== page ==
A visit to Edifier’s factory in Shenzhen, China

Mr Zhang WenDong, CEO of Edifier Technology Co. Ltd.

Edifier has been making waves since its founding in Beijing, 1996 by Mr Zhang WenDong, who is the CEO of Edifier Technology Co. Ltd. At that time, the sound industry was very much focused around hi-fi systems and boom boxes, which were very big and bulky and not very appealing to the average consumer. Edifier found its niche by integrating the amplifier with the speaker driver, and enabled it to connect to Sony Walkman(r) units, which were all the rage back then. Sales grew by leaps and bounds, and Edifier Technology Co. Ltd. actually became the very first public listed speaker company in China.

Today, Edifier has grown to become a major player in the sound industry, having strong presences in Canada, Hong Kong, China, Australia, Argentina, and of course, Malaysia. In fact, in the mid-level computer speakers category, Edifier is in the top 3 preferred brands, according to retailers here. Edifier’s rise to fame can be largely contributed to their speakers’ good design and great sound, which stems from strict quality standards imposed in their manufacturing processes.

Representing PC.com, I had the pleasure of visiting their main production factory in Dongguan, China to see how their speakers are made, together with other members of the media like HWM, Stuff and others. I’ll try to share the processes with you with as little jargon as possible, so you’ll have a better understanding of Edifier.

Full in-house production

Edifier fully manufactures their own speakers, which enables them to control and maintain quality in each process, unlike some other brands which simply rebrand OEM speakers to pass of as their own. I was surprised to learn that they even stop the entire production line if there is a power fluctuation of more than 20%, just so they can maintain a stable voltage in their machines (this actually happened during my visit there – the floor was silent for an hour while waiting for the electricity to stabilize). I was told that many other factories operate with unstable power, consequently producing products with high malfunction rate.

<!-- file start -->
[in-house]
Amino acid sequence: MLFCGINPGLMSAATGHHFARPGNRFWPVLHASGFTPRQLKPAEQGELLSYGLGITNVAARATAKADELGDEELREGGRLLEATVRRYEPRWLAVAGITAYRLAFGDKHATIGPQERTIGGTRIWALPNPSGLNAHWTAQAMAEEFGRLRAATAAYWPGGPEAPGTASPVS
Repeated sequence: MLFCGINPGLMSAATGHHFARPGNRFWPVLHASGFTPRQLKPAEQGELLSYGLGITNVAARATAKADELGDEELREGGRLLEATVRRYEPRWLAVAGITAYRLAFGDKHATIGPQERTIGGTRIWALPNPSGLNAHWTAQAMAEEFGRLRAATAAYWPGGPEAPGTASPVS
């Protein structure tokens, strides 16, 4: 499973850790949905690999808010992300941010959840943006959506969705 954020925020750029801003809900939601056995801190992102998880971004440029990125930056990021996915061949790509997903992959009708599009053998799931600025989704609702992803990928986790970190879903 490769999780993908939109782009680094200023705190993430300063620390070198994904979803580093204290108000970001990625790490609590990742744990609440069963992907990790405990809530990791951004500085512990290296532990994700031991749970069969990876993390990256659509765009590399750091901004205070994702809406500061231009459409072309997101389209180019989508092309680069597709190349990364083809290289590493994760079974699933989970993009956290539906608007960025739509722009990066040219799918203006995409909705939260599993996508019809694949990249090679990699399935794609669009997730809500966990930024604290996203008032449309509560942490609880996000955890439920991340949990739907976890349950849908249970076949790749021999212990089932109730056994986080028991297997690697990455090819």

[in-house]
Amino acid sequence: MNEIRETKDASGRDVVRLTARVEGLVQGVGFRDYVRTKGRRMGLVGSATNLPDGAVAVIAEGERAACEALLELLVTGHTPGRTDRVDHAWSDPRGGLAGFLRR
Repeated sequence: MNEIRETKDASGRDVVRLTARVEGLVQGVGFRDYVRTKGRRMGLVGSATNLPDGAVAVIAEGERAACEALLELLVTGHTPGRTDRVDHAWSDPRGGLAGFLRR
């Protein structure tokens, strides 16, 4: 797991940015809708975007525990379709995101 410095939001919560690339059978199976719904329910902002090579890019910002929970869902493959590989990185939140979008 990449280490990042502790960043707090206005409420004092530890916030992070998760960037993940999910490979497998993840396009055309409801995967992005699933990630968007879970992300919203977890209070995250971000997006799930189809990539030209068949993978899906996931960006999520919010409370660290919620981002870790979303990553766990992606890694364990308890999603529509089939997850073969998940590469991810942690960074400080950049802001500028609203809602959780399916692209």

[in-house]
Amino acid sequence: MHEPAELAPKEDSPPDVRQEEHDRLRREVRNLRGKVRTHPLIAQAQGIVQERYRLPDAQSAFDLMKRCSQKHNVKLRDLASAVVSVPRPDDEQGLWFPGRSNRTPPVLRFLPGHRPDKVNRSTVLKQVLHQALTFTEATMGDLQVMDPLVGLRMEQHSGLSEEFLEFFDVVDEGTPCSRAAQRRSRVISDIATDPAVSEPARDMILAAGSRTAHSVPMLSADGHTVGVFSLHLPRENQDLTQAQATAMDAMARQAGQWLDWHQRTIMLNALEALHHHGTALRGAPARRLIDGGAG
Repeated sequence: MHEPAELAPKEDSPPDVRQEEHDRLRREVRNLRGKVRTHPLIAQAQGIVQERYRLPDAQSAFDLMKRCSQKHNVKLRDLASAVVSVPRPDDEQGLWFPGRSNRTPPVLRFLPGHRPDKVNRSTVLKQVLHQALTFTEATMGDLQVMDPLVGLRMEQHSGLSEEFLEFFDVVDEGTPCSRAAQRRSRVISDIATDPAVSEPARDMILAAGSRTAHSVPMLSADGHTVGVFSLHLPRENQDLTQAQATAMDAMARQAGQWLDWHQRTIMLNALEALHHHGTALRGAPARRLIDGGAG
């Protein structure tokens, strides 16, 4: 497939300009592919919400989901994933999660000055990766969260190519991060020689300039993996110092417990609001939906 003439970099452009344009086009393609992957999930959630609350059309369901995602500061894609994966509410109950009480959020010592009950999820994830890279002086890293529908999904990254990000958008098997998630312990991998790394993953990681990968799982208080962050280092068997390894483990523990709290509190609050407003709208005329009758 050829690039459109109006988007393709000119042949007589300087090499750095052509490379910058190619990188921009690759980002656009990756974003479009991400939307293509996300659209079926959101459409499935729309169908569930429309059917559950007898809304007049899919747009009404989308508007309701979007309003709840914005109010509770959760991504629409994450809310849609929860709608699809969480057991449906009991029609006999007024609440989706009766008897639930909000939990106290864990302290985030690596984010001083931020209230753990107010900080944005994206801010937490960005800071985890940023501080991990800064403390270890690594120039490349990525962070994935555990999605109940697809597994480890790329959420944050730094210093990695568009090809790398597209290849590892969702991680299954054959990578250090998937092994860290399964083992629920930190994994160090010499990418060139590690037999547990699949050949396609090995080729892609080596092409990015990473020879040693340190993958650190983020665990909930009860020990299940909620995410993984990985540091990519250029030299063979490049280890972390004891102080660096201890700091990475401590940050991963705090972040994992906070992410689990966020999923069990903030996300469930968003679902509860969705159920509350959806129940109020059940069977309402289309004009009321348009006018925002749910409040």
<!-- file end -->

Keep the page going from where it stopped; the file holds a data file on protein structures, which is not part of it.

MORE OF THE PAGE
Making the tools which make the product

We had the honour of having Mr Zhang, the Founder himself, bring us around the factory. First we were brought to the “tooling” department, where they manufacture tools to be used in the manufacturing of the actual product. Yes it’s machines making tools to make products.

The ice maker
Where they store the ice
The massive air cleaners for the factory

In the case of casings

From top: Resin to molding to finished mold
Edifier uses medium-density wood for better sound reproduction.
Plastic cases have to go through heavy polishing to get that beautiful shine

Edifier makes both wood and plastic cased speakers in their factories. Generally speaking, plastic cased speakers have better design as they can be easily molded; however it is the wood cased speakers which sound better due to a more natural reflection of the sound waves in wood. Of course, in the end it boils down to the actual sound drivers and tweeters in determining the overall sound quality.

Components on the line, assemble!

Edifier has one of the cleanest assembly lines I’ve ever seen. The preconception that factories in China are filled with sweat-drenched children in 20-hour labour camps most certainly was not validated here.

As you can see in the photos, factory workers assemble the larger components onto prefabricated circuit boards (also manufactured in this factory), and are soldered on at amazing speeds. Recalling our half-baked electronics projects in Form 3, these workers put me to shame indeed. Other circuit boards with more complex circuitry were assembled by machines in another room, easily ten times faster than by human counterparts.

Laser-enhanced QC

The Klippel Scanner up close and personal

We had the privilege of peeking into one of Edifier’s special QC labs – the Klippel Scanner. It seems like a simple contraption, but close inspection reveals it to be quite the opposite. Using a laser, it measures the exact amplitude of the speaker’s dome at a particular spot at a particular frequency. It cycles through different frequencies from low bass (~20Hz) to high bass, then moves on to a neighbouring spot to do the same. After cycling through the entire dome’s surface, it combines all the data into a detailed 3D model which when animated, shows the exact movement of the dome at super slo-mo.

The sound room – where every speaker design is tested for real-world performance

30,000 units produced daily. Mind = blown!

To be honest, I didn’t believe it when Mr Zhang told us the factory produces 30,000 units of speakers every single day. Assuming 12-hour work days, that means each speaker takes one and a half seconds on average to make! However, after seeing their warehouse, and how often they move speaker boxes into containers, I was convinced indeed.

All in all, we left the Edifier factory with a much better understanding of what Edifier is; and we hope I managed to debunk whatever misconceptions you may have about “China brands”.

Picture of Michael


2 Responses

  1. Im looking to buy a edifier s2000pro pair of speakers very soon. This is their best design. Im wondering if they intent to commercialise even a better model more powerful and bigger. I think their design are the best on the market so why not invest more and have top quality sound system for life.

  2. @ Michael: Great article, and many photos, awesome and interesting. Thanks! Even pics of the Klipper system.

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I run Pixl.my, a managed hosting service in Kuala Lumpur, Malaysia.

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